Book Review: Well With My Soul by Gregory G. Allen
I first received Gregory G. Allen’s novel Well With My Soul as part of a blog book tour and was supposed to have reviewed this title back in November I believe. I definitely can’t say I regret my decision to stop participating in blog book tours where I was expected to commit to a post date before even seeing the book for the first time. I read widely and only for pleasure and it just didn’t suit me to have to force myself to work through some title I just was not in the mood for to meet a certain post date. But I have to say, I’m really pleased that I had the opportunity to read Well With My Soul.
Jacob and Noah are brothers who grow up in a small town in Tennessee. The older Jacob realizes from a very early age that he is gay. Jacob is also very much his mother’s favorite while younger Noah adopts something of a bad boy persona and is often drinking and staying out until all hours. But as soon as he comes of age, Jacob and his boy friend move to New York City and Noah is left to oversee their mother– whom he never did quite learn to talk to–in her cruel passage from cancer. While Noah at first seems to be the not so bright bad boy, he evolves into a successful novelist who at length also moves to New York City where he and Jacob have a genuinely shocking second act.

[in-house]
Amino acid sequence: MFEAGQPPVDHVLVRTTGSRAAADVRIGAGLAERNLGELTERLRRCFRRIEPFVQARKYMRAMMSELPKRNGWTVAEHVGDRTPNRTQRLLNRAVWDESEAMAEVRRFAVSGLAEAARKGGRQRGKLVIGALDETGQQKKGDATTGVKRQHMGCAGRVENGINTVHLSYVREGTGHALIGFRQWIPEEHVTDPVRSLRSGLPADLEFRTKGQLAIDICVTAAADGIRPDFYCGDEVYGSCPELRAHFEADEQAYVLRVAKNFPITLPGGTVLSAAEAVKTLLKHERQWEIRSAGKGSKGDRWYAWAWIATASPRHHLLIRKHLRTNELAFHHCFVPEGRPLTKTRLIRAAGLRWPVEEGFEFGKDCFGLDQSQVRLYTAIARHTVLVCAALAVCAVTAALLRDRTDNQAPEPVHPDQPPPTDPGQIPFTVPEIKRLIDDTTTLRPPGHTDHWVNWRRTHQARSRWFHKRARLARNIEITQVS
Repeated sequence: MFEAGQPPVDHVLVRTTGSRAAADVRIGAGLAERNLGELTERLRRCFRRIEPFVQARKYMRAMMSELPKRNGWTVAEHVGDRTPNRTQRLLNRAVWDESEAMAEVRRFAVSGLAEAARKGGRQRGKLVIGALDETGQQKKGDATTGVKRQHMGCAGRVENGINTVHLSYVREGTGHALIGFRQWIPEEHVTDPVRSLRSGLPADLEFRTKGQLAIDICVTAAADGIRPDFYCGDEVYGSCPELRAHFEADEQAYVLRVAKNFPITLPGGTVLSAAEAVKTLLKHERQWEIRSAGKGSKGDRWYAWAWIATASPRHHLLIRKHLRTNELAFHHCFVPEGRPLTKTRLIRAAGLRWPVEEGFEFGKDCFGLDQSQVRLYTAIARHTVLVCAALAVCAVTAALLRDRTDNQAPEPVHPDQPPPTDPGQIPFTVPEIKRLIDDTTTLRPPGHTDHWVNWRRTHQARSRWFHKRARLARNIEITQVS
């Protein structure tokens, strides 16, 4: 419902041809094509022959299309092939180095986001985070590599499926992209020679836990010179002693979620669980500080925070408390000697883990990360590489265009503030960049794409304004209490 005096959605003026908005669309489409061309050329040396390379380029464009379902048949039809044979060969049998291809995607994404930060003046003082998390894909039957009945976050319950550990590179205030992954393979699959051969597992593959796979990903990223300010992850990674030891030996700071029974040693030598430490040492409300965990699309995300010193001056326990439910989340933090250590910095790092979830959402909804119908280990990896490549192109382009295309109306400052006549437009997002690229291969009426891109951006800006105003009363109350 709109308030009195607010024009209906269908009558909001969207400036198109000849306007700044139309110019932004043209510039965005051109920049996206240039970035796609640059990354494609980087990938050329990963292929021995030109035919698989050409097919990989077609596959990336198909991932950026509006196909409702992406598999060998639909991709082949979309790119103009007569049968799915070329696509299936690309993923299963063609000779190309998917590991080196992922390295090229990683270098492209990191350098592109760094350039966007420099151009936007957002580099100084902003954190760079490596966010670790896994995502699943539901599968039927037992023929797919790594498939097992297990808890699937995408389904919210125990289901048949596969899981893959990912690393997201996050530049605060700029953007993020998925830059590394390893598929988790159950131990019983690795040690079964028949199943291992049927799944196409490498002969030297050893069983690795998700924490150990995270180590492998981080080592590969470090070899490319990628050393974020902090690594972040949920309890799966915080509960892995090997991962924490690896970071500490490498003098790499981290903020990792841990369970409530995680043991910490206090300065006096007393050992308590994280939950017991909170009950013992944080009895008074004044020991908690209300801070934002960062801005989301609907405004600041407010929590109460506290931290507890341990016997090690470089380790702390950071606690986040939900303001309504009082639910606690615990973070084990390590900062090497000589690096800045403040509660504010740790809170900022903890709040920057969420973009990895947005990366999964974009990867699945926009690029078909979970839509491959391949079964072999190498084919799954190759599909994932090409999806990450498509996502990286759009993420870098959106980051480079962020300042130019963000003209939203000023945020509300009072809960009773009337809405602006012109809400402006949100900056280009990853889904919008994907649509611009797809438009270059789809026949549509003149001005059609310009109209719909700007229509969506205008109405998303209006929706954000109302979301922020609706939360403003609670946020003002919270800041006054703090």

Some years ago I remember seeing a movie at a friend’s home. I don’t remember what it was called nor the actors’ names. The film opens on a black man receiving some kind of award at a business dinner, goes on to his going home with his beautiful wife. And they walk in the door of their gorgeous house and he tells her “Pack bitch, I’m dumping you.” I was so Shocked by this scene that my hosts had to turn the movie off. The revelation that Jacob decides to become a professional preacher, of some never defined vaguely Protestant sect, renounces homosexuality and marries a woman and has two kids by her was for me an utterly jarring sort of plot twist. I’ve read dozens of novels where a young gay protagonist goes off to the big city for a coming of age story. I’ve never before read a well-written novel about two brothers struggling with sexuality from such opposite ends who wind up in such very different places than where they began.
I’m just the slightest bit hesitant to wholeheartedly recommend Well With My Soul— the mid-book plot twist really bothered me a great deal. But I was by that point hooked in the story and continued reading to the very end to see how it turned out. I will not reveal the final plot twist, as I don’t in any way want to discourage anyone from reading it if they think they might like it. But I do have to say that while believable the ending was a cliche. Well With My Soul— Cautiously Recommended to those who enjoy well written psychological fiction.